The April 20th, 2008 Sunday New York Time Magazine is called “The Low Carbon Catalog” and contains more challenging thoughts to “green issues” than just lowering the thermostat 2 degrees (although that is buried in there as well).
The short article that caught our eye focused on the role of the LEED program developed by the United States Green Building Council (USGBC) in certifying whether a building is green or not. LEED is a system of assigning points based on the guidelines established by USGBC to certify green buildings. If you get 29 points out of 69 – you are LEED accredited (i.e. Green). As you score more points, you can be certified LEED Silver, Gold or Platinum (we assume Bronze was not considered green enough to be awarded).
The article points out that “the Urban Ecology Center in Milwaukee, known as one of the greenest building in the Midwest, declined certification because of $75,000 in anticipated excess costs.”
It seems to us that LEED is very similar to the old Malcolm Baldrige Quality Award which was a points based system developed to measure quality for a national award. Turns out, it was a very expensive process to implement and administer and most of the winning companies went bankrupt within years of winning the award. Maybe that was not such a good measure of market success. If fact, a comment from an unidentified source in one company that won the award tells it all:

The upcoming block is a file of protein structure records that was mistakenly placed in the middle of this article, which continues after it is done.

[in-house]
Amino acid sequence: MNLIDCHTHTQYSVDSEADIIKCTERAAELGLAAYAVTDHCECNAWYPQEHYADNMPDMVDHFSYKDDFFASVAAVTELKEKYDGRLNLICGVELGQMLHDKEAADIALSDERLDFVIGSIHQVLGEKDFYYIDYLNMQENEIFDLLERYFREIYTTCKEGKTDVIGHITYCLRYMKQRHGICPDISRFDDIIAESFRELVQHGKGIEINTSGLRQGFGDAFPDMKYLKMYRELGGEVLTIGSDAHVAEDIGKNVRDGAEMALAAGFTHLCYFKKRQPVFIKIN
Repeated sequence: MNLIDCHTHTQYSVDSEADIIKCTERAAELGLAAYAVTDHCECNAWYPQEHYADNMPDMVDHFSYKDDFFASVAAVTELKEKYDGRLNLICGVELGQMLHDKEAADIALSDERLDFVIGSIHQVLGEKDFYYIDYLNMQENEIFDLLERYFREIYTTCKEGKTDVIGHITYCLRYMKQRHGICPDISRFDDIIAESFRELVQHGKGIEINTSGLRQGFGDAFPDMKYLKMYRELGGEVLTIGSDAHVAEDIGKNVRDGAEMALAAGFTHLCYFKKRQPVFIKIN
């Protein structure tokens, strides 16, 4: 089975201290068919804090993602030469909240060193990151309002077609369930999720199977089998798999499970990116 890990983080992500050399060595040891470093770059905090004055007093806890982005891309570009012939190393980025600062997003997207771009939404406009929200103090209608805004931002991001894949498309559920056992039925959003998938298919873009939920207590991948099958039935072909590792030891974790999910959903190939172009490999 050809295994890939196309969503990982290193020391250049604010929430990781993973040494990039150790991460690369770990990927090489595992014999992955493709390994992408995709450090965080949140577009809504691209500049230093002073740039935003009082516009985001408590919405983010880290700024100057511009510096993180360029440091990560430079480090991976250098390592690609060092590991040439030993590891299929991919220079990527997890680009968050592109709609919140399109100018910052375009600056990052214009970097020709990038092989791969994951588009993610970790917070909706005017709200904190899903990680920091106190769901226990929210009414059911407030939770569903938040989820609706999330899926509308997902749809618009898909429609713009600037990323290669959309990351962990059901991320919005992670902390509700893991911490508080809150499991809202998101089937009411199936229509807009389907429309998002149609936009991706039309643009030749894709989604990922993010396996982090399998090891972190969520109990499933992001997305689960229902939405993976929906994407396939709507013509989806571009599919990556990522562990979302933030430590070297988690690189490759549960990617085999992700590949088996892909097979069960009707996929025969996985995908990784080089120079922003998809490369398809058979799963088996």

“We did a fantastic job of measuring our customer satisfaction and preparing charts and presentations for the examiners and the application. But I really knew we were going to win when none of the examiners wanted to talk to any of our customers!”
So how does this relate to insulation? Well, we have often argued that there needs to be a scale for products to be rated on in terms of their “Green-ness.” We believe that Cellulose is infinitely more green than fiberglass but according to USGBC you can get basically the same points for insulating the building with whatever material “works.” Although we have not checked, a 2×4 has insulating properties so it might qualify for LEED points when used as insulation. And no, we don’t recommend 2×4’s as an primary insulating material.
The article highlights critics comments that “a $395 bike rack and a multimillion-dollar low-energy A.C. system both get one point. We couldn’t agree more.
Bottom line, there is no easy way to assess the environmental impact of products because there is so much money at stake and market share. Companies will always stress the benefits of their products and minimize the negatives but that is not a bad thing if we hold them up to the light and challenge them to provide the FULL story. That is one of the prime reasons we have set up this blog to allow people to start the process of intelligent discussion on products that are submitted to this blog. So everyone get submitting!